🌟 [Post of The Day] An update on the UMN affair
On April 20, the world became aware of a research program conducted out of the University of Minnesota (UMN) that involved submitting intentionally buggy patches for inclusion into the Linux kernel.
Since then, a paper resulting from this work has been withdrawn, various letters have gone back and forth, and numerous patches from UMN have been audited.
On April 22, a brief statement was issued by the Linux Foundation technical advisory board (TAB) stating that, among other things, the recent patches appeared to have been submitted in good faith.
The old saying still holds true: one should not attribute to malice that which can be adequately explained by incompetence.
Five patches were submitted overall from two sock-puppet accounts
but one of those was an ordinary bug fix that was sent from the wrong account by mistake.
Of the remaining four
one of them was an attempt to insert a bug that was, itself, buggy, so the patch was actually valid
the other three contained real bugs.
None of those three were accepted by maintainers, though the reasons for rejection were not always the bugs in question.
one of the first things that happened when this whole affair exploded was the posting by Greg Kroah-Hartman of a 190-part patch series reverting as many patches from UMN as he could find
it wasn't all of them; he mentioned a list of 68 others requiring manual review because they do not revert easily.
As it happens, these "easy reverts" also needed manual review;
once the initial anger passed there was little desire to revert patches that were not actually buggy
Most of the suspect patches have turned out to be acceptable
42 patches are still set to be pulled out of the kernel.
the reasoning behind the revert varies from one to the next.
apply to old and presumably unused drivers and nobody can be bothered to properly review them
the intended change was done poorly and will be reimplemented in a better way
contained serious errors
A look at the full set of UMN patches reinforces some early impressions
almost all of them do address some sort of real (if obscure and hard to hit) problem;
seems unlikely that any of them were malicious in their intent.
The 42 bad patches out of 190 is a 22% bad-patch rate.
accepted by subsystem maintainers throughout the kernel, which is not a great result.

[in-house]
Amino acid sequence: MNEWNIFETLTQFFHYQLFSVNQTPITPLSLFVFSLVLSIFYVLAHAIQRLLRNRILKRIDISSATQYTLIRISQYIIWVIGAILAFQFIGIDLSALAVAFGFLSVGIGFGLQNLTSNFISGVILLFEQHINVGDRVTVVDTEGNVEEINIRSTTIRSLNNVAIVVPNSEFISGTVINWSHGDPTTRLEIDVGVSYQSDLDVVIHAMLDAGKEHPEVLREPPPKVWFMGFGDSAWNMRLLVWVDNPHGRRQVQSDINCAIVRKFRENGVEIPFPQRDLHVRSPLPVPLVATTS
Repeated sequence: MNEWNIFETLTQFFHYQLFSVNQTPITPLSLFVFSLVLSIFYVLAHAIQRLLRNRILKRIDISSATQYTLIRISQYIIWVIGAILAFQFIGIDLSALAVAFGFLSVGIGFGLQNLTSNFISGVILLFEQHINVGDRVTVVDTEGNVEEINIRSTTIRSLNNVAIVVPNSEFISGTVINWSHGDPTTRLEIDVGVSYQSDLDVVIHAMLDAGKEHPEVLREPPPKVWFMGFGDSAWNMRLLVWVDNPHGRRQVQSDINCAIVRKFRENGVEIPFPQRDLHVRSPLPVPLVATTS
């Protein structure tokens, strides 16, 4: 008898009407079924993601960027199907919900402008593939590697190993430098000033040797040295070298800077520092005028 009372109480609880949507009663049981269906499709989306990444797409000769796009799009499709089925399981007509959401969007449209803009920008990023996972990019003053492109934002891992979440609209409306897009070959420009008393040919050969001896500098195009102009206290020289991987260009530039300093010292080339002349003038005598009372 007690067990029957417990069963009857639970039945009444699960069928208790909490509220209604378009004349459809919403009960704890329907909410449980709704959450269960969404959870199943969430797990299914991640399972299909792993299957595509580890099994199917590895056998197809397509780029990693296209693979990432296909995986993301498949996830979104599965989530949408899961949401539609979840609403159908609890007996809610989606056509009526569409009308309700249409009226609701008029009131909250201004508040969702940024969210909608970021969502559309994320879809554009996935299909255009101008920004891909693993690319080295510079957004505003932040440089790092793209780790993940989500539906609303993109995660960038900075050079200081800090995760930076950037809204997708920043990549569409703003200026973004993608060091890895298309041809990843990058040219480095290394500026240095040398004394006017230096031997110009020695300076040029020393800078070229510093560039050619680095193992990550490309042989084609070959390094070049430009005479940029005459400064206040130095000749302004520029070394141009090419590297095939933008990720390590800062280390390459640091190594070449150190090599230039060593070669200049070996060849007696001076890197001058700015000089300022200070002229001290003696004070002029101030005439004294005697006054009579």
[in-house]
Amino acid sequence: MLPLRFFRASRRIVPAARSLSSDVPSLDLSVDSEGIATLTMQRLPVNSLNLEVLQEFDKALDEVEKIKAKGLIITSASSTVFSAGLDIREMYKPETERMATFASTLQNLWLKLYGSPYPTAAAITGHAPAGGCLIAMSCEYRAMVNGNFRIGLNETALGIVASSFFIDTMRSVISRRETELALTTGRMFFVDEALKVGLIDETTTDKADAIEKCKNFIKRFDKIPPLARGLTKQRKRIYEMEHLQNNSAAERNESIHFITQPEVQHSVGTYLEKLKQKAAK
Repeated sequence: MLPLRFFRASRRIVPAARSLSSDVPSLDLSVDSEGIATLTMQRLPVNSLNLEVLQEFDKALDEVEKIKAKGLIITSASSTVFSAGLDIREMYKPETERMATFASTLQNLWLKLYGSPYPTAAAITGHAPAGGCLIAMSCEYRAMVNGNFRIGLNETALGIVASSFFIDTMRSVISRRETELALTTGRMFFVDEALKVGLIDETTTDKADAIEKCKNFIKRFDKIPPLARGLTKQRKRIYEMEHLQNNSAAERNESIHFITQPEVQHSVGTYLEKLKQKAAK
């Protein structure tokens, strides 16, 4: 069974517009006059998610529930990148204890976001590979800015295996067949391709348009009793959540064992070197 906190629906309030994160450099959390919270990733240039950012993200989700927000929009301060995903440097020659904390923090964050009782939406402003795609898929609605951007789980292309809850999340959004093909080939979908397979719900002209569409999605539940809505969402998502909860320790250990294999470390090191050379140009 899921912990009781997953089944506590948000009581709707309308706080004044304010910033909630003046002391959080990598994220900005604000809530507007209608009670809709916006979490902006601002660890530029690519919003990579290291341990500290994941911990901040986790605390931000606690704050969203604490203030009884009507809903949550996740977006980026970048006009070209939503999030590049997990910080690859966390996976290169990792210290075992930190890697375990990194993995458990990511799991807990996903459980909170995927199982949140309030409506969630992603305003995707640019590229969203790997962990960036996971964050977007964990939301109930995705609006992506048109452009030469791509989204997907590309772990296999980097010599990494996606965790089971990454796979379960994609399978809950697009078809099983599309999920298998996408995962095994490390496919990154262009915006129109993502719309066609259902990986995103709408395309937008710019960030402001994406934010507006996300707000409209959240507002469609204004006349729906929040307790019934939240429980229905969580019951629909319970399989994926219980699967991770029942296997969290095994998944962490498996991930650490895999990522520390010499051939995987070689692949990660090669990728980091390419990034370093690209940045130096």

Perhaps that is a more interesting outcome than the one that the original "hypocrite commit" researchers were looking for.
TAB will be publishing a full report of the audit of all these patches once it is complete.
do not use a free-software development community as a sort of free validation service for your experimental tool.
kernel maintainers (and maintainers of many other free-software projects) are overworked and do not have the time to properly review every patch that passes through their hands.
code going into the kernel is often not as well reviewed as we like to think.
regular kernel developers continue to insert bugs at such a rate that there should be little need for malicious actors to add more.
the real lesson
the speed of the kernel process is one of its best attributes, and we all depend on it to get features as quickly as possible.
But that pace may be incompatible with serious patch review and low numbers of bugs overall.
if we cannot institutionalize a more careful process, we will continue to see a lot of bugs and it will not really matter whether they were inserted intentionally or not.
During the first quarter, Google parent Alphabet Inc. saved $268 million in expenses from company promotions, travel and entertainment, compared with the same period a year earlier, “primarily as a result of COVID-19,” according to a company filing.
On an annualized basis, that would be more than $1 billion.
Indeed, Alphabet said in its annual report earlier this year that advertising and promotional expenses dropped by $1.4 billion in 2020
as the company reduced spending,
paused or rescheduled campaigns, and c
hanged some events to digital-only formats due to the pandemic.
Travel and entertainment expenses fell by $371 million.
paxys, doubting: Google is saving $1 billion per year because of COVID-19, not because employees are working from home. This is literally mentioned in the article, but the headline is twisted
seoaeu, providing context: one expense they saved on is sending out recruiters and engineers to likely thousands of career fairs, recruiting sessions, etc. Nobody would reasonably argue that skipping all of them is a sustainable strategy long term even if it hasn't hurt them much so far.